“I wanted you to see what real courage is, instead of getting the idea that courage is a man with a gun in his hand. It’s when you know you’re licked before you begin but you begin anyway and you see it through no matter what. You rarely win, but sometimes you do.”
You’ll be hard-pressed to find a list of fictional dads that doesn’t lead with Atticus Finch, so here he gets a category all of his own. This guy had it all. A lawyer raising two kids, teaching them to be real humans (the audacious character of Scout alone is testament to his fathering abilities) and defending the indefensible from the vilest aspects of human nature, all the while dispensing ageless advice to his children on the front porch of their Alabama home.
Last weekend Byron Bay hosted one of the largest writer’s festivals in Australia, with three days of marquee action in the Byron Arts & Industry Estate and many more satellite events and workshops in the surrounding area. Writer’s festivals are a sublime experience, crammed with ideas and reflections on culture, politics and current events as well as the wonder of fictional worlds and the nuts and bolts of the writing profession. As usual I returned home with a stack of new books to add to my bedside pile, all bearing the scribble of their maker and some rare insight into their creation.
For the heart, life is simple: it beats for as long as it can. Then it stops.
– Karl Ove Knausgård, Min Kamp
It seems, beyond all reasonable conjecture, that the latest literary sensation is not epic fantasy or young adult drama or even adult colouring books, but something altogether new and unexpected — a Nordic fictional memoir in six volumes.
You heard right. A six-volume memoir. Why, you may ask, would anyone’s life be worth six volumes of text, let alone someone who is only several decades into his life? And then, more to the point, why on earth would anyone want to read the whole damn thing?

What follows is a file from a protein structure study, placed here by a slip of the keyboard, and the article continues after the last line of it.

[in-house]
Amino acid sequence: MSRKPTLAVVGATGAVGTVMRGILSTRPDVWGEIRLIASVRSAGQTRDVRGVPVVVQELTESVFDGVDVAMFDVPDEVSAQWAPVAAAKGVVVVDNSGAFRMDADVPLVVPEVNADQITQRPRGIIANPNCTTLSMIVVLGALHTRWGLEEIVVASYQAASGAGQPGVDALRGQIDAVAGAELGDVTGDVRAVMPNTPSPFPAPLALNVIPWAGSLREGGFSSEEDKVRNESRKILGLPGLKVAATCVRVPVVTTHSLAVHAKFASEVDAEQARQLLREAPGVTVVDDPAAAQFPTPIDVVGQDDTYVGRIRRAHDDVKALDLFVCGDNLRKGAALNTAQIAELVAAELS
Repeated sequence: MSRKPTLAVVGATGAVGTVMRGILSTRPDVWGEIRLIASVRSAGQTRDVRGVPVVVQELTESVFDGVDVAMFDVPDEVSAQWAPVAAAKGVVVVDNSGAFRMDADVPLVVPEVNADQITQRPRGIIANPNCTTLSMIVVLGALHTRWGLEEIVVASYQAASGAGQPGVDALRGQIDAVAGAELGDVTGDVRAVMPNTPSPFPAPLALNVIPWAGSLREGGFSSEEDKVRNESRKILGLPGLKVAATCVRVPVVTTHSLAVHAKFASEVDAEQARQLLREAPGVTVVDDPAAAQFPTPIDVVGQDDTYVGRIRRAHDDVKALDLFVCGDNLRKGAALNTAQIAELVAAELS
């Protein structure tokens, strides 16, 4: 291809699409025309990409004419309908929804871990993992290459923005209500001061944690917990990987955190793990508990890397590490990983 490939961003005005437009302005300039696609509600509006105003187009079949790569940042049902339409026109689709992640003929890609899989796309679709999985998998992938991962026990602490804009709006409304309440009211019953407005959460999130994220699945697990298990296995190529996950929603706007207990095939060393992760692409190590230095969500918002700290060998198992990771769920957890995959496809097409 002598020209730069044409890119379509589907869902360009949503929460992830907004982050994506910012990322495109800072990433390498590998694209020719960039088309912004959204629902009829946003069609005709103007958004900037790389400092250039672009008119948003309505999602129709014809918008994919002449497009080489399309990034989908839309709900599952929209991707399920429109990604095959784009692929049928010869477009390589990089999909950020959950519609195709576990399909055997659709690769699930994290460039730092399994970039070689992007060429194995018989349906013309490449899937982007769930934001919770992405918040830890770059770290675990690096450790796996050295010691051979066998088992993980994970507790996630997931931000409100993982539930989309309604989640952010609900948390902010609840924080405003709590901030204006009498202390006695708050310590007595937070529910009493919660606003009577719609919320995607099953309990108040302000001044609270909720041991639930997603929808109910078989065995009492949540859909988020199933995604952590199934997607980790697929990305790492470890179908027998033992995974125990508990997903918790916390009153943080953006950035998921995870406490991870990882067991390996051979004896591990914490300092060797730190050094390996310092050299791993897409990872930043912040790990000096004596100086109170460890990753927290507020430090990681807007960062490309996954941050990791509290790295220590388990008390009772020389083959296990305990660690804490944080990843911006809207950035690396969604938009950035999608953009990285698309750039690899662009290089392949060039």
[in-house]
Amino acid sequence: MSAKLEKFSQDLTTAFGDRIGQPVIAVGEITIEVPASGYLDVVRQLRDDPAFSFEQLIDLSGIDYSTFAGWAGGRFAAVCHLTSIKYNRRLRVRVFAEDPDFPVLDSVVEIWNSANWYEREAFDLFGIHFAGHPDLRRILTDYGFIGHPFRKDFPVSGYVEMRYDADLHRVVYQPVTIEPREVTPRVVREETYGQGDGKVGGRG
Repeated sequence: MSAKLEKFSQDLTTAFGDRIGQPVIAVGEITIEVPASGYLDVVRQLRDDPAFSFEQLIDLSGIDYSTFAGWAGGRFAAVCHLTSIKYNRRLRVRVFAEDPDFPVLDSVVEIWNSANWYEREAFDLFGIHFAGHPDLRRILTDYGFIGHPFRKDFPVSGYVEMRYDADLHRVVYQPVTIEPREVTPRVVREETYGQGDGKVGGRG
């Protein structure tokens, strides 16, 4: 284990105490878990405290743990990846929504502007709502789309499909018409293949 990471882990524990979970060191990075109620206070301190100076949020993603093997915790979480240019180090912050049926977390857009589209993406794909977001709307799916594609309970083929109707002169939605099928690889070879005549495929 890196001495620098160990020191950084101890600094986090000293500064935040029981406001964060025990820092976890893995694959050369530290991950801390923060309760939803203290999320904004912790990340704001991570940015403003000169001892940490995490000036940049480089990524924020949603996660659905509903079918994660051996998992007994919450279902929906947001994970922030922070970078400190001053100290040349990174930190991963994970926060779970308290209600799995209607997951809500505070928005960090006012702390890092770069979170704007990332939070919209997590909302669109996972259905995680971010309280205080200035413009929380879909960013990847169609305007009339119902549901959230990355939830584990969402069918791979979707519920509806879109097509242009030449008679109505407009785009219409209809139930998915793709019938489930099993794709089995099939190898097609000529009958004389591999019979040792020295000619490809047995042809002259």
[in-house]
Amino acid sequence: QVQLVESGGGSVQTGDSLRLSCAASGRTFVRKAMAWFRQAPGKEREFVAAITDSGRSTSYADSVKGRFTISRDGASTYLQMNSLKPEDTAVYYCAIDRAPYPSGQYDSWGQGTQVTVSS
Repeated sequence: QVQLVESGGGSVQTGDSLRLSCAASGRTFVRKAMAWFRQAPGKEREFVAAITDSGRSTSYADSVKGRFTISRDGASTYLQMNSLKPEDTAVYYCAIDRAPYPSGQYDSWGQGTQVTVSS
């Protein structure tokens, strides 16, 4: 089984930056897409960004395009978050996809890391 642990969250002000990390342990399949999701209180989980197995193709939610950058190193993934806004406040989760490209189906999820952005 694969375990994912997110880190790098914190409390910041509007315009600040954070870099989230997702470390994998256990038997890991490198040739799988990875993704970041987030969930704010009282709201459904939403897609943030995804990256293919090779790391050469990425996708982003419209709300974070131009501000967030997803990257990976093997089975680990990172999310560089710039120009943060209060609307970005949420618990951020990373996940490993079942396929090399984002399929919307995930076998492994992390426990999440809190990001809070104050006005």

In 1816 a cohort of England’s finest writers, who also happened to be great buddies, spent a summer holidaying in the countryside near Geneva in Switzerland. Little did they know that the leisurely cross-pollination of their immense creativity would bring forth some of the darkest and most extreme concepts of humanity the world had seen, spawning works that would go on to change the literary landscape forever.
Let’s start at the beginning.
That’s what you want, right? That’s why we’re here?
Damn. I’ll be honest, that still hurts. Got a nice swing to that left, haha.
Ok, you’re right. You ask the questions, I’m the one in the chair with the broken nose. Pretty sure it’s broken anyway. You been practicing?
Hey, all I’m saying is, it’s been a while. Hasn’t it? It’s been a while.
So I’m reading Martin Amis, because we all have to at one point or other. For some reason considered part of today’s ‘canon’, his name gets thrown around with the likes of Ian McEwan and Julian Barnes, company that should already set the alarm bells ringing.
At the moment I can’t seem to get away from thinking about the barriers people erect against their own intrinsic desires, and I find myself returning to this idea constantly as I write and think and observe the people around me. What I see, mostly, is the main barrier to people’s happiness is themselves.
Chris Rock hosts a night of notable whiteness. At least there are some controversial topics explored in the films on the table, and some tension in long-nominated artists we’re all hoping will finally go home with a golden boy tonight.
My pre-ceremony thoughts:
- Mark Ruffalo is brilliant. Spotlight is brilliant. They need to win.
- Leonardo DiCaprio saw me through my youth with What’s Eating Gilbert Grape, Romeo & Juliet, and Titanic. He is LONG OVERDUE for this award. For goodness sake someone give it to him.
- So many Australian nominations, mainly because of the highly acclaimed Mad Max: Fury Road. Let’s see if it can be the next Ben Hur/Titanic. Hooray for us!!
So, have you heard the news?
Maybe not. I stumbled across it accidentally on Twitter just this morning, but publishers and marketing departments the world over are scrambling to declare that this hitherto unexpected event has broken the internet and set millions, if not billions, of hearts a-flutter right across the known muggle universe.
In another long list of ill-informed ‘facts’ about Millennials, today’s edition of The Weekend Australian leads the front page with an article declaring that Gen Y would rather bow to the queen than a republic, or something like that (I would link to the article but it’s beyond their paywall because, you know, their rock-hard research is so valuable).